From Academic Kids

The Mayflower was the ship which transported the Pilgrim Fathers from Plymouth, England to "North Virginia" (in what was later to become the United States of America) in 1620, leaving Plymouth on September 6 and dropping anchor near Cape Cod on November 11.


The ship

The ship Mayflower was used as a cargo ship trading between England and other European countries, principally France but also Norway, Germany and Spain. At least between 1609 and 1623 it was mastered by Christopher Jones, who was Captain on the trans-atlantic voyage, and based in Rotherhithe. He was buried in the graveyard of St Mary's Rotherhithe following his death in March 1623, and it is likely that the ship was broken up for scrap lumber there in the following year.

Details regarding the size and overall dimensions of the ship are unknown, but it has been estimated from its load weight and the usual size of 180-ton merchant ships in the period to be 90 - 110 feet in length and about 25 feet in width. Careful research went into designing a replica, the Mayflower II (launched on September 22, 1956), to make it as much like its namesake as possible.

The voyage

Image provded by Classroom Clipart (
Image provded by Classroom Clipart (
Initially the plan was for the voyage to be made in two vessels (the other being the smaller Speedwell). The first voyage of the ships departed Southampton, England on August 5 1620, but the Speedwell developed a leak and had to be refitted at Dartmouth. On the second attempt, the ships reached the Atlantic, but once again were forced to return, to Plymouth. After some reorganisation the voyage was made in the Mayflower alone. Their intended destination was a section of land in the area near the Hudson River. Forced off course by poor weather, the Mayflower arrived at Cape Cod after 65 days at sea.

As a result of the delay, the settlers did not arrive until the onset of winter, which made for a difficult time for them.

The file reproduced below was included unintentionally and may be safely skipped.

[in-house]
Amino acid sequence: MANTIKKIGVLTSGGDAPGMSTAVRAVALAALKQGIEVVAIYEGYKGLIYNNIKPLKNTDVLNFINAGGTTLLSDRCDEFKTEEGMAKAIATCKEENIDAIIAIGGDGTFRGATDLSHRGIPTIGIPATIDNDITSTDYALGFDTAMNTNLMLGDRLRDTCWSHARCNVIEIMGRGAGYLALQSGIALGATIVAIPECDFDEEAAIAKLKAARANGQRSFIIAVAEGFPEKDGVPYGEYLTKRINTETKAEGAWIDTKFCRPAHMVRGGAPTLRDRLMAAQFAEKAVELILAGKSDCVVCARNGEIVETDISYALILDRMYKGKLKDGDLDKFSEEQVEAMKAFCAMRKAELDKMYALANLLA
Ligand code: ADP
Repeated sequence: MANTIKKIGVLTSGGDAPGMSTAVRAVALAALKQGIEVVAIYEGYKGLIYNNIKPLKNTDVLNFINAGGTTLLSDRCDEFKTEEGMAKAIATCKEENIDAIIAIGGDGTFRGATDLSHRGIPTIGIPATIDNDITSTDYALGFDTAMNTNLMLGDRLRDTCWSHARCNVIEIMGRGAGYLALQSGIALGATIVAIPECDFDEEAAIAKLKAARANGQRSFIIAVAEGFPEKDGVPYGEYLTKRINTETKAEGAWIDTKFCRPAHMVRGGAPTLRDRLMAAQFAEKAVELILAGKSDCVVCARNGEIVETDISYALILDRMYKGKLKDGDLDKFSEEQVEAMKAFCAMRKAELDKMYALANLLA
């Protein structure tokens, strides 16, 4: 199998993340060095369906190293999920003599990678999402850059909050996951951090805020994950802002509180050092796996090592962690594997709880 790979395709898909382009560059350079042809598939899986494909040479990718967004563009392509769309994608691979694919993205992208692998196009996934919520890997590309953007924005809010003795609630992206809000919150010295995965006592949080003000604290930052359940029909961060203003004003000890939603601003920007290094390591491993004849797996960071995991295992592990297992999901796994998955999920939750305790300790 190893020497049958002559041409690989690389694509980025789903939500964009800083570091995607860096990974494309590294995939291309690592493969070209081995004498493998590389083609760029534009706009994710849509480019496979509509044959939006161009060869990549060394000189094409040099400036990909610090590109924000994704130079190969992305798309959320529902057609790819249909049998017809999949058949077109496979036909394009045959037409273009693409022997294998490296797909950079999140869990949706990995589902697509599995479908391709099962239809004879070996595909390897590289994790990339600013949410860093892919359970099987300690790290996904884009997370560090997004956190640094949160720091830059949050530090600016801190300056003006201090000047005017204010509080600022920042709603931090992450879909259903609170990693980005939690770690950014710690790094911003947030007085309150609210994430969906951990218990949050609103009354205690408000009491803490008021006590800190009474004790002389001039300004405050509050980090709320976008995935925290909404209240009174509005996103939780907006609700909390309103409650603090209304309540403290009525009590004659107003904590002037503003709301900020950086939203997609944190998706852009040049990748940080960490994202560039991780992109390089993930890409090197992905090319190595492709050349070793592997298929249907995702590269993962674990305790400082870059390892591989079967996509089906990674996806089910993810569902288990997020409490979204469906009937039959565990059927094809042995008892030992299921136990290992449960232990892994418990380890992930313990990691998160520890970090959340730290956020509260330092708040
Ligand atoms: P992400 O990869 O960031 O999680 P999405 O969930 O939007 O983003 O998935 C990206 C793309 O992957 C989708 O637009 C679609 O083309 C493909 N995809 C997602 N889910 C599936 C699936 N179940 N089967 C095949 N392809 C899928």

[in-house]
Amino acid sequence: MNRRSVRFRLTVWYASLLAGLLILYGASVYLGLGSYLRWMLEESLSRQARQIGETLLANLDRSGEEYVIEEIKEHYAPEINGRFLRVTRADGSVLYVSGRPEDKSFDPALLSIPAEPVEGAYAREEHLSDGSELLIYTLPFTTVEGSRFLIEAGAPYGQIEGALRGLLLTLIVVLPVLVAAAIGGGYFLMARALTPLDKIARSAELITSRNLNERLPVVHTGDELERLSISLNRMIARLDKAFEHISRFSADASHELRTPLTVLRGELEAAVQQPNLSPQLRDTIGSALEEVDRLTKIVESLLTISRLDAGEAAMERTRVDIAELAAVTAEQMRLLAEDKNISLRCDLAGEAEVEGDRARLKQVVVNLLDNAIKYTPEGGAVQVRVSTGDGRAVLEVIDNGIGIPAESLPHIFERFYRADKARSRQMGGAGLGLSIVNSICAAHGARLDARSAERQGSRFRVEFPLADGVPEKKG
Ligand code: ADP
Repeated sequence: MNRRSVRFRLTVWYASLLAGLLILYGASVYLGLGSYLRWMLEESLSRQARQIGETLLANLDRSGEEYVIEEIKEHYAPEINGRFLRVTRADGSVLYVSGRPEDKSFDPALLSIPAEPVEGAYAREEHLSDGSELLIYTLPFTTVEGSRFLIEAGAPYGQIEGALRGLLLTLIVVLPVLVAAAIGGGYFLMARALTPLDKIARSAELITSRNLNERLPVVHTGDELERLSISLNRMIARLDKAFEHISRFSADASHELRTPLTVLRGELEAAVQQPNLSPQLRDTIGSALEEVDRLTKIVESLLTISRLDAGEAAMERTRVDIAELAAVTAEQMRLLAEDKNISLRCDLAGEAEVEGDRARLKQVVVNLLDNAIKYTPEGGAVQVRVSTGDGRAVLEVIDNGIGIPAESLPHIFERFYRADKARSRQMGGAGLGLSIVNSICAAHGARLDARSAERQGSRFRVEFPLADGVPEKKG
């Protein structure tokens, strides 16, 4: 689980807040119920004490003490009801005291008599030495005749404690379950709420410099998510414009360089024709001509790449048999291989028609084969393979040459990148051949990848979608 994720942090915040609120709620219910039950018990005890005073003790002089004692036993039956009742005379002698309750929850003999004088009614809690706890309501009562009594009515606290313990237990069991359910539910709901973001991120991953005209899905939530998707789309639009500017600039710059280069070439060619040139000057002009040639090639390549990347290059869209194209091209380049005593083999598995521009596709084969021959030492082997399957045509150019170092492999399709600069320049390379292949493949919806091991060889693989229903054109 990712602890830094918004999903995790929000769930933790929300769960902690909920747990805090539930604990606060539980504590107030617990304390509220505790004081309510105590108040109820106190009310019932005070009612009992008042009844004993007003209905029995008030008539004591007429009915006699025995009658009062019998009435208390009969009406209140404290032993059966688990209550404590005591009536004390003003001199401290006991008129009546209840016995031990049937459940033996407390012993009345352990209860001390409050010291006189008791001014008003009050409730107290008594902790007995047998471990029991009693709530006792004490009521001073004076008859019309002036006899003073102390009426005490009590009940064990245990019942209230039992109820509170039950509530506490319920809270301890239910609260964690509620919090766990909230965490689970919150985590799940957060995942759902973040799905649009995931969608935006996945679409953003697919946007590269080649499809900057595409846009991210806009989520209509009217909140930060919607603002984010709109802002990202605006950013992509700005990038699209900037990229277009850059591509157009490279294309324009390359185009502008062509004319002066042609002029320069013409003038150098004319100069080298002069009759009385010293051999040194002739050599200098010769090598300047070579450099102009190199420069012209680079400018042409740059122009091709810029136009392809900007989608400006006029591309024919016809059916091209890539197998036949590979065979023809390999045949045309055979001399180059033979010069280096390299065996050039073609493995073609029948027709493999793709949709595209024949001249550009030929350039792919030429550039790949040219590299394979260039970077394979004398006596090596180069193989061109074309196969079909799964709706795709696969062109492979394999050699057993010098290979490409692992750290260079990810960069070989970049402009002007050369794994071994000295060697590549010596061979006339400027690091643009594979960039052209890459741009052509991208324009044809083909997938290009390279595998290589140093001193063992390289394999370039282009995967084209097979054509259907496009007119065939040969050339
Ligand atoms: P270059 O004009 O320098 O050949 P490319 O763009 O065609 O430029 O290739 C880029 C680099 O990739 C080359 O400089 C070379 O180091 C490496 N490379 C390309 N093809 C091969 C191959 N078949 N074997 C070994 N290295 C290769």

Before disembarking, the settlers wrote and signed the Mayflower Compact.

On April 5, 1621 the Mayflower set sail from Plymouth Colony in Massachusetts on a return trip to England, arriving back on May 6, 1621.

Mayflower passengers

The passengers on the Mayflower were the earliest permanent settlers in New England, and so later many members of society took great interest in tracing their ancestry back to one of these. See list of passengers on the Mayflower for a complete accounting. See also List of Mayflower passengers who died in the winter of 1620 - 1621. See some of the descendants of these Mayflower Pilgrims in this Mayflower Descendants Chart at

Mayflower in culture

The voyage and the ship later became famous, virtually an icon of a perilous one-way trip to a new life, and many different kinds of things have been named after it.

The Mayflower is the emblem of the English football club Plymouth Argyle F.C., who are known by the nickname of "The Pilgrims".

External link


Academic Kids Menu

  • Art and Cultures
    • Art (
    • Architecture (
    • Cultures (
    • Music (
    • Musical Instruments (
  • Biographies (
  • Clipart (
  • Geography (
    • Countries of the World (
    • Maps (
    • Flags (
    • Continents (
  • History (
    • Ancient Civilizations (
    • Industrial Revolution (
    • Middle Ages (
    • Prehistory (
    • Renaissance (
    • Timelines (
    • United States (
    • Wars (
    • World History (
  • Human Body (
  • Mathematics (
  • Reference (
  • Science (
    • Animals (
    • Aviation (
    • Dinosaurs (
    • Earth (
    • Inventions (
    • Physical Science (
    • Plants (
    • Scientists (
  • Social Studies (
    • Anthropology (
    • Economics (
    • Government (
    • Religion (
    • Holidays (
  • Space and Astronomy
    • Solar System (
    • Planets (
  • Sports (
  • Timelines (
  • Weather (
  • US States (


  • Home Page (
  • Contact Us (

  • Clip Art (
Personal tools